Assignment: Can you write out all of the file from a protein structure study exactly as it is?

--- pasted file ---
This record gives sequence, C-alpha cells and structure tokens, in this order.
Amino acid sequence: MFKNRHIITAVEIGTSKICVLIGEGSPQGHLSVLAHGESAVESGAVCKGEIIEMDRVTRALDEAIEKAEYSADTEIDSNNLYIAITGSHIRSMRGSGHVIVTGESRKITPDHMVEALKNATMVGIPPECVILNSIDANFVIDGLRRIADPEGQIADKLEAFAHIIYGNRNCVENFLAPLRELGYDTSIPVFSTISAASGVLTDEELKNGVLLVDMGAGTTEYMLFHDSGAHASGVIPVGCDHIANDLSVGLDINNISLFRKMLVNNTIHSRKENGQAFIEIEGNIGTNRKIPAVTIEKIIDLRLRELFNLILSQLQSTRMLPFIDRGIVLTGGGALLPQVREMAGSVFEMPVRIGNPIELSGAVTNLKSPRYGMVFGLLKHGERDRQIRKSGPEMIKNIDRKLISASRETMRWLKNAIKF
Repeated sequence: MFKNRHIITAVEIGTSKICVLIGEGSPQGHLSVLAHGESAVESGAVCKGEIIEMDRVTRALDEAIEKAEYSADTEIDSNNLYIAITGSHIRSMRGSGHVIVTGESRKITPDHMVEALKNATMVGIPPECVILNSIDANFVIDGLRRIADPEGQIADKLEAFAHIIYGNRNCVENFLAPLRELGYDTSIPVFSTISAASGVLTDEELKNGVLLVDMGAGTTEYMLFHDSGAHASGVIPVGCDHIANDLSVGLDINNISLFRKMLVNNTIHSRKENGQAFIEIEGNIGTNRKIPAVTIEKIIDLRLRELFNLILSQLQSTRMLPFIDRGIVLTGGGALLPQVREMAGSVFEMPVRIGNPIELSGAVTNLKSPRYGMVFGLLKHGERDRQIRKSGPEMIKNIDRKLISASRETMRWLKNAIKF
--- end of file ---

This record gives sequence, C-alpha cells and structure tokens, in this order.
Amino acid sequence: MFKNRHIITAVEIGTSKICVLIGEGSPQGHLSVLAHGESAVESGAVCKGEIIEMDRVTRALDEAIEKAEYSADTEIDSNNLYIAITGSHIRSMRGSGHVIVTGESRKITPDHMVEALKNATMVGIPPECVILNSIDANFVIDGLRRIADPEGQIADKLEAFAHIIYGNRNCVENFLAPLRELGYDTSIPVFSTISAASGVLTDEELKNGVLLVDMGAGTTEYMLFHDSGAHASGVIPVGCDHIANDLSVGLDINNISLFRKMLVNNTIHSRKENGQAFIEIEGNIGTNRKIPAVTIEKIIDLRLRELFNLILSQLQSTRMLPFIDRGIVLTGGGALLPQVREMAGSVFEMPVRIGNPIELSGAVTNLKSPRYGMVFGLLKHGERDRQIRKSGPEMIKNIDRKLISASRETMRWLKNAIKF
Repeated sequence: MFKNRHIITAVEIGTSKICVLIGEGSPQGHLSVLAHGESAVESGAVCKGEIIEMDRVTRALDEAIEKAEYSADTEIDSNNLYIAITGSHIRSMRGSGHVIVTGESRKITPDHMVEALKNATMVGIPPECVILNSIDANFVIDGLRRIADPEGQIADKLEAFAHIIYGNRNCVENFLAPLRELGYDTSIPVFSTISAASGVLTDEELKNGVLLVDMGAGTTEYMLFHDSGAHASGVIPVGCDHIANDLSVGLDINNISLFRKMLVNNTIHSRKENGQAFIEIEGNIGTNRKIPAVTIEKIIDLRLRELFNLILSQLQSTRMLPFIDRGIVLTGGGALLPQVREMAGSVFEMPVRIGNPIELSGAVTNLKSPRYGMVFGLLKHGERDRQIRKSGPEMIKNIDRKLISASRETMRWLKNAIKF